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The Four Cathedrals Pilgrimage 'September 2012'

 

Pilgrimage is a journey taken to deepen one's faith. This one though, was to be very different to other Clogher Pilgrimages. We were to explore some of the 11th and 12th century cathedrals of the South West of England.

The South West of England emerged from various warring factions of Anglo-Saxon tribes into the small nation of Wessex under the rule of Edward the Confessor. This was then followed by domination by the Normans after the Battle of Hastings, which resulted in a long period of relative calm and peace when the building of many of these great Christian cathedrals, abbeys and churches began.

We arrived in Winchester on the first day of our tour en route to the South Coast. Winchester was the original capital of the Anglo-Saxon kingdom. King Arthur’s famous round table can be viewed in the Great Hall of the old castle. We had some time to explore the old town before meeting at the Cathedral where we were greeted very courteously by the Friends of the Cathedral. We had been given permission to use the Epiphany Chapel, one of the side chapels, for our service of Evening Prayer, led by our Bishop, the Rt. Revd John McDowell and Revd Canon Glenn West. The Cathedral, built in 1079 and consecrated in 1093, was added to over the succeeding centuries. The grave of Jane Austen, Britain’s favourite female novelist is in the Cathedral. The bodies of many early Danish Kings, including Canute are also interred there. Then we travelled on to Bournemouth to check in to the Hotel Wessex, aptly named for this part of the country.

To broaden our perception of the Christian faith, we were introduced to other aspects of Ministry. We visited Amport House, near Andover, the retreat house belonging to the armed forces, where the forces’ chaplains are trained before deployment. Set in beautifully landscaped grounds, deep in the Hampshire countryside, it is a haven of peace and quiet. We were met by the Naval Chaplain, William Simmons, who joined us for a small service in the chapel, before telling us about the work they do. They also reach out to other faiths and hold global conferences on peace and reconciliation. A Muslim conference was in progress while we were there. We were impressed by the compassion and concern of the chaplains for the members of the armed forces as they prepare to go to war or on dangerous assignments. We visited the Museum of Army Chaplaincy which tells the story of their work from earliest times to the present day. Army chaplains serve with the army wherever it may be. They are unarmed and provide spiritual, moral and pastoral support to all faiths. Whether during conflict, peace time or on peace keeping duties their purpose is “not to oil the wheels of war, but to support those caught up in it”. While we were looking at the records we saw two photographs of Bishop Alan Buchanan, a former Bishop of Clogher, in his role as an army padre during the Second World War.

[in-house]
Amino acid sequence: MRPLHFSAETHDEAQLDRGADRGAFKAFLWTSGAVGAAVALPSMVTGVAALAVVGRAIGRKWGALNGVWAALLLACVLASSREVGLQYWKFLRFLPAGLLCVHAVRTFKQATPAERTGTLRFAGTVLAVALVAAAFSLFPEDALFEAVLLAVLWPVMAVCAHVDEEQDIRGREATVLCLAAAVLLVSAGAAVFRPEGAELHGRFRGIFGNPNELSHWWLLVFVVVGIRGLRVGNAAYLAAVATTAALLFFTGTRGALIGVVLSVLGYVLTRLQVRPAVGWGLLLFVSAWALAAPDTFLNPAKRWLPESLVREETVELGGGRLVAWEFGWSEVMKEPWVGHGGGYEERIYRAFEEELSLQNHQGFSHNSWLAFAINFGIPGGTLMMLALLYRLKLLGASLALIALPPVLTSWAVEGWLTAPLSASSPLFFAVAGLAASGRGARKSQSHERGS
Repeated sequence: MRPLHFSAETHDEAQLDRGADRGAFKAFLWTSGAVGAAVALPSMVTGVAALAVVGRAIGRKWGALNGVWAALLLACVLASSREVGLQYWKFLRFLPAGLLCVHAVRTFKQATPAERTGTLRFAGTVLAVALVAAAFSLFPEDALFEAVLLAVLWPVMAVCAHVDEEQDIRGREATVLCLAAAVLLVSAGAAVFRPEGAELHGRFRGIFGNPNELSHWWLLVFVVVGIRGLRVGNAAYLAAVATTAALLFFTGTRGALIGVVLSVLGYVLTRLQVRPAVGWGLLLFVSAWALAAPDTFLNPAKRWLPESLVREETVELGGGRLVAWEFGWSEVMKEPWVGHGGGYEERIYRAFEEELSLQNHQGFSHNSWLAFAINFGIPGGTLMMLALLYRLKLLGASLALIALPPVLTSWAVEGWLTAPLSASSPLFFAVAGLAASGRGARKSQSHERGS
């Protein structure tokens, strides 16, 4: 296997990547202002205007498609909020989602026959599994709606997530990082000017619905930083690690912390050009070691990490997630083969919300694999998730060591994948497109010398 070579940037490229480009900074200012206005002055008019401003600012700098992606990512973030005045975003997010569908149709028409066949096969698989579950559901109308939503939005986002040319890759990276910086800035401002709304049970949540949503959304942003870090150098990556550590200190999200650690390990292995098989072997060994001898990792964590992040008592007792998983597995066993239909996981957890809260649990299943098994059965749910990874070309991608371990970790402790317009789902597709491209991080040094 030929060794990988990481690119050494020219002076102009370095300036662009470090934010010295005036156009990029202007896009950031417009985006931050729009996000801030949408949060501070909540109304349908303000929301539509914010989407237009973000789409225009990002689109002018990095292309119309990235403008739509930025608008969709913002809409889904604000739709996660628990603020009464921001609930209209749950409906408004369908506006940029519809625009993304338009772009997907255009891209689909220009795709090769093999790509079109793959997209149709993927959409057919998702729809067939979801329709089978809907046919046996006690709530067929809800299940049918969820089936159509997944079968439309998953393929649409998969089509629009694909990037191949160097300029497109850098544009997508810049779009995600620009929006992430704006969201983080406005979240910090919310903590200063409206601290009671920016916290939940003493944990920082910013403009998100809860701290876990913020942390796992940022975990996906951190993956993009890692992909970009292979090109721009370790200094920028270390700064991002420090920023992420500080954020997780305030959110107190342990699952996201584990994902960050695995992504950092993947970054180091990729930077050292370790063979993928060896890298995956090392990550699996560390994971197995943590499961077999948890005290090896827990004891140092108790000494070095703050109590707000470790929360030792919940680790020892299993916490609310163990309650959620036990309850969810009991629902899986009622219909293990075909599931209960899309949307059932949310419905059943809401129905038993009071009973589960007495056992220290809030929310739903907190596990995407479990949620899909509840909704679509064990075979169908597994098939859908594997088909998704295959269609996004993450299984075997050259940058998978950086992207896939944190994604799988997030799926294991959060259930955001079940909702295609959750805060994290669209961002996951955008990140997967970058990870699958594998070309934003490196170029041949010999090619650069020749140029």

Salisbury Cathedral was to be our next destination. Driving over the chalky sweeps of the Salisbury Plain, we could see the spire of the Cathedral rising between the hills long before we came to the city itself. After quite a long walk through the narrow streets, we went through an ancient archway into the Cathedral Close, a spacious area of grass and trees with the Cathedral standing, bathed in the afternoon sun. Once inside we sensed its peace and tranquillity. Great pillars soared to the arched roof above us. A recent addition, to the Cathedral is its font, striking in its simplicity. It is low and wide containing water, so still, that it could be mistaken for black glass. The best preserved copy of Magna Carta is held in the Chapter House. Seeing this ancient and very important manuscript was a highlight for many people. After looking around the Cathedral we came together for Evensong and were seated in the choir stalls, next to the choristers, from where we could appreciate the glorious music which complimented the wonderful surroundings.